Air compressors are clean, powerful, inexpensive, and enjoyable to use. There are just a few things to do to properly maintain your compressor.
Tools and equipment like air compressors, pressure washers, and generators go a long way to making a day out on the job, or in the shop, productive and enjoyable. Being able to use your tools while out at a job site is not really just a nice idea. It's actually a necessity. There's a good chance that if you use these sorts of tools you already know a lot about the ins and outs of the actual equipment. But let's explore this just a bit and see what basics should be tended to when using one.
Air compressors are not very complicated machines. They are basically high pressure tanks that pressurize when their engines or motors are running. You hook up a hose and attach the needed tool, then get to work. Whether you are running sanders, sprayers, or a host of other air powered tools, these amazing machines make it all possible.
But do you know how to take care of air compressors? Most people just use it and use it, and never really pay attention to basic care and maintenance. This is, of course, a mistake. Machines with moving parts wear out and have to be lubed. It is important to put a few drops of tool oil in the hose nipples and in the tools themselves. This is a simple step that everyone can pay attention to.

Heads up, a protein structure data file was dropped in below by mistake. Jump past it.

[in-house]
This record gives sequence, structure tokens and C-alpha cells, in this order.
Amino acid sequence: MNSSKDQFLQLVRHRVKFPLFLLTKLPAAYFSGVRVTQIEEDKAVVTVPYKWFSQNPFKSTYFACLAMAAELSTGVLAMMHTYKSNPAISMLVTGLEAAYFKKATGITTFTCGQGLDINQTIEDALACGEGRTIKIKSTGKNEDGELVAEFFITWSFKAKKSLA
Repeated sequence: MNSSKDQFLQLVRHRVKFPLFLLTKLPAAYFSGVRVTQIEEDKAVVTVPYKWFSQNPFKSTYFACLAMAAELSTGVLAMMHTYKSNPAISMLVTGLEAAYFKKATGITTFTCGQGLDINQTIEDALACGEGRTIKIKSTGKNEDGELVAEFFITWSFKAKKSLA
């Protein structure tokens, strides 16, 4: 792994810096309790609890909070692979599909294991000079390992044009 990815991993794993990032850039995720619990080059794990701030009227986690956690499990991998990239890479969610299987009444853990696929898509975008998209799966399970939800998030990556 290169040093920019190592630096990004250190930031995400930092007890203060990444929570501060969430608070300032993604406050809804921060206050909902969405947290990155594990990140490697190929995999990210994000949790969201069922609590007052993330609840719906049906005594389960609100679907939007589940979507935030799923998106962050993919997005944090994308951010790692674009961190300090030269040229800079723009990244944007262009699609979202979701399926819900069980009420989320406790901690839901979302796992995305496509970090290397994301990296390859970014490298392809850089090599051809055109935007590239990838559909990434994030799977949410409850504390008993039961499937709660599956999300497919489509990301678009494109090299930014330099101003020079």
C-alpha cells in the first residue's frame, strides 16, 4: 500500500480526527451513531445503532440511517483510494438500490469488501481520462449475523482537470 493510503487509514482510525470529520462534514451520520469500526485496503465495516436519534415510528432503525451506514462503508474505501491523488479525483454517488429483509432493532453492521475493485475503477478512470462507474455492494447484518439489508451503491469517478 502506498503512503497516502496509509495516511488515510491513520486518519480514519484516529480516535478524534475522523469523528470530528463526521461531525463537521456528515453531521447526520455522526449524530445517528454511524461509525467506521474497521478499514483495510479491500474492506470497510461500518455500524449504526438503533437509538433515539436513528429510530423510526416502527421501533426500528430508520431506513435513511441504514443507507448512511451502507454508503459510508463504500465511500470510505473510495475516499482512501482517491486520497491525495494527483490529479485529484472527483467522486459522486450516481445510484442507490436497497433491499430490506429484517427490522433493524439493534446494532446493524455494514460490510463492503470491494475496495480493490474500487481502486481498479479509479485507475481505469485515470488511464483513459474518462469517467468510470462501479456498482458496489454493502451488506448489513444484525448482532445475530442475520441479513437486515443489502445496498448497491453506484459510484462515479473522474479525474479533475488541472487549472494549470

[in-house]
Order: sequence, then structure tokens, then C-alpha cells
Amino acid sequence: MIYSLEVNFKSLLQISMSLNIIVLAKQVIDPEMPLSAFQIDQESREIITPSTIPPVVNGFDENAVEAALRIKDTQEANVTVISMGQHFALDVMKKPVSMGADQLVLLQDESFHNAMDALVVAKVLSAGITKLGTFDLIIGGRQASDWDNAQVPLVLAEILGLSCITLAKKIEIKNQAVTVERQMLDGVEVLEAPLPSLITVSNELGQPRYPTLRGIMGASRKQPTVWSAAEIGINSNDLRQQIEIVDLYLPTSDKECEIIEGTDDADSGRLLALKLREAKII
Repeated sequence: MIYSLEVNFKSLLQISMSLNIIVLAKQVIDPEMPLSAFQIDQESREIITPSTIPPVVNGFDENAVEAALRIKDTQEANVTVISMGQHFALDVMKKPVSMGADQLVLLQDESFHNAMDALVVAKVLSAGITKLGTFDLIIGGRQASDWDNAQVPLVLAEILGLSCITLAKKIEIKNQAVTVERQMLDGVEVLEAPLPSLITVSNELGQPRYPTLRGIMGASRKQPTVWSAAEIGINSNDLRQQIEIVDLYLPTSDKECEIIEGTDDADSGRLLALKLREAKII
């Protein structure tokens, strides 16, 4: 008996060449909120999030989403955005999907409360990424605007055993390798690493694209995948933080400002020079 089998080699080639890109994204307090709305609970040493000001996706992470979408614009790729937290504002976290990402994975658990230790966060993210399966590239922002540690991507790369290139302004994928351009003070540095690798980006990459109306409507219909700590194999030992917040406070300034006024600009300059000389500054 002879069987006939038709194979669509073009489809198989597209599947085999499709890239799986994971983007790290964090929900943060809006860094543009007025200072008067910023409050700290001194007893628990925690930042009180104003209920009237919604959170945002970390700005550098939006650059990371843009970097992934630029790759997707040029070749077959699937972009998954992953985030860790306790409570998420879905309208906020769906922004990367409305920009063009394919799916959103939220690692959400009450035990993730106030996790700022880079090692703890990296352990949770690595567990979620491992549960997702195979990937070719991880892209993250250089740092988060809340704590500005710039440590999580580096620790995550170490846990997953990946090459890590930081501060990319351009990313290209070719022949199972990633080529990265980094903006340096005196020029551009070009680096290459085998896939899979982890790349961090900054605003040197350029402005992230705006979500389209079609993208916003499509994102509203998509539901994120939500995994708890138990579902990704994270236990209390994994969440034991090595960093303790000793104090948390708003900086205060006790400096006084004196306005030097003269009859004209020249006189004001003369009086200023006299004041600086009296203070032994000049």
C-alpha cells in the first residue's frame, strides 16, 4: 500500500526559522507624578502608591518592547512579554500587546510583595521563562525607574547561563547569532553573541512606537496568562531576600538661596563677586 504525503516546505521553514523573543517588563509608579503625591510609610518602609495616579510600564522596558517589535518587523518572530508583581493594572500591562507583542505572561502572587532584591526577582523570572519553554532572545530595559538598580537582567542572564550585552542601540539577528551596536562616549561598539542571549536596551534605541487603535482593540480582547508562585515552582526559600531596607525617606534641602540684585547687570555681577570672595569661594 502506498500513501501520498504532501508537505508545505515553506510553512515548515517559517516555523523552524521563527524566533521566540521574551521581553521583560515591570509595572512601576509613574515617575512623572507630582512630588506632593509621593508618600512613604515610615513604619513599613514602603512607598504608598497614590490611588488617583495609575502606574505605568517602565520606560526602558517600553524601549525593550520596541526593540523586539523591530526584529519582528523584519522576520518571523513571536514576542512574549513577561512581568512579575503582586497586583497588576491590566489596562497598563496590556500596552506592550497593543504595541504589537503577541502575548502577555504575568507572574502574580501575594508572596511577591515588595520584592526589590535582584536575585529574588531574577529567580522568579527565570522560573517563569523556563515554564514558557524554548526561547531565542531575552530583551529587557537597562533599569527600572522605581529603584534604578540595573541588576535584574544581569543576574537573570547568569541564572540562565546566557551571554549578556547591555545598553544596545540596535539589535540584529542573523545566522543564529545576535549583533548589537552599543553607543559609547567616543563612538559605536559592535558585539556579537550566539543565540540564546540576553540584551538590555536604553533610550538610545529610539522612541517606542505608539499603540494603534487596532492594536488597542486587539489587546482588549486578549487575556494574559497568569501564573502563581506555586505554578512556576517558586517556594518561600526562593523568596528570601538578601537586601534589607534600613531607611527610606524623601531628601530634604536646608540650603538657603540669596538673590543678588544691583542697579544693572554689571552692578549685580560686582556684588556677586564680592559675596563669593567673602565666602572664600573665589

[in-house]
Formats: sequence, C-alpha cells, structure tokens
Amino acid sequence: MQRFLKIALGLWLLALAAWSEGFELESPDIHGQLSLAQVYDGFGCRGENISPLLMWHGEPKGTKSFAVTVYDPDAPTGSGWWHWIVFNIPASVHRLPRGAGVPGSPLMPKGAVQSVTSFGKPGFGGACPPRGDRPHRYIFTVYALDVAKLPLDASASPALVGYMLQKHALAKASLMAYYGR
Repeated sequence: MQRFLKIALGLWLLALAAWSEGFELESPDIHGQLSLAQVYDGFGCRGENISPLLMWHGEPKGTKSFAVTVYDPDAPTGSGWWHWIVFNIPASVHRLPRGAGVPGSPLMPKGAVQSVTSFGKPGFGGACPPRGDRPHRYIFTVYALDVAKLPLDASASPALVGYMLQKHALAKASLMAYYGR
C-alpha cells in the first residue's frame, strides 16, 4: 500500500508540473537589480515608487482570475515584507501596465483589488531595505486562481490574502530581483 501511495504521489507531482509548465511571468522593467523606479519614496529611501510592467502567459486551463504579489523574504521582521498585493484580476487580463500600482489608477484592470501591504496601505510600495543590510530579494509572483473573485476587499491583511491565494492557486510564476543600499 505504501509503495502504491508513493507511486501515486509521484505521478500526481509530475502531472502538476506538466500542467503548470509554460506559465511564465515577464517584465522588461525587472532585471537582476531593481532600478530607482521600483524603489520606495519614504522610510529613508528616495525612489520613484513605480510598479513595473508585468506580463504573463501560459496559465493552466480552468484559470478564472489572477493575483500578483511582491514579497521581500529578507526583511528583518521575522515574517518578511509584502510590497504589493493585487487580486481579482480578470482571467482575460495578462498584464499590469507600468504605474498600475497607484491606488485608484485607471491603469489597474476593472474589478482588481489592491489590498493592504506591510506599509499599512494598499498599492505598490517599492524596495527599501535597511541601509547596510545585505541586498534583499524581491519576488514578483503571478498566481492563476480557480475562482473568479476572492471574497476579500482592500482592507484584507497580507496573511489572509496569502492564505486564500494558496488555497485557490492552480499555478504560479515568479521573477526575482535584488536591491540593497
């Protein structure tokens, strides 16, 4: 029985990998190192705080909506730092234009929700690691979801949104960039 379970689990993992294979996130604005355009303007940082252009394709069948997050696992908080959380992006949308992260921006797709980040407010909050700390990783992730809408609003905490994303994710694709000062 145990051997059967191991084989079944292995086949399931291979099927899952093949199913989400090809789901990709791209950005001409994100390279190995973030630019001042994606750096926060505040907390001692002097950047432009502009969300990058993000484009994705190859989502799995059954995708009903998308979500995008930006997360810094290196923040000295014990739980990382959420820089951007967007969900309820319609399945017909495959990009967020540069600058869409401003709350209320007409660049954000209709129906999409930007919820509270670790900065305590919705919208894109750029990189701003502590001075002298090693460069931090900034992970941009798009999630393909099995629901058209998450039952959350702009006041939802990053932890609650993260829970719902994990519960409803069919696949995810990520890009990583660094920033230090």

Another important maintenance-type thing to pay attention to is how air compressors are situated while in use. I know how it is. You show up to do a job and don't really pay that much attention to whether your compressor is on a secure, level surface or not. The problem with not having it level is that the oil in a gas compressor has to stay level for it to really do its job. I realize that it's not like the thing is going to blow up if it isn't level, but the life of the unit will be shortened. Easy enough to avoid, so you might as well tend to the basics.
Air compressors come in a wide range of configurations. My first one was a small pancake unit. I think it was only 2 gallons. Enough for basic brad nailers and sanders. If you plan on using it for running paint guns then you'll likely need one that has at least a 6 gallon capacity. The cost jump between the smaller sizes and a larger unit, like a 20 gallon, isn't really all that much. So, if you plan on using lots of pneumatic tools then spring for as large a compressor as you can justify. You'll never regret having a greater capacity, but if you buy too small you are sure to wish you hadn't been such a penny pincher.
I like air compressors. They are fun to use, easy to maintain, open up a whole new range of tools you can use, allow for true portability, and are relatively inexpensive. I can highly recommend getting one to anyone interested in any of those things.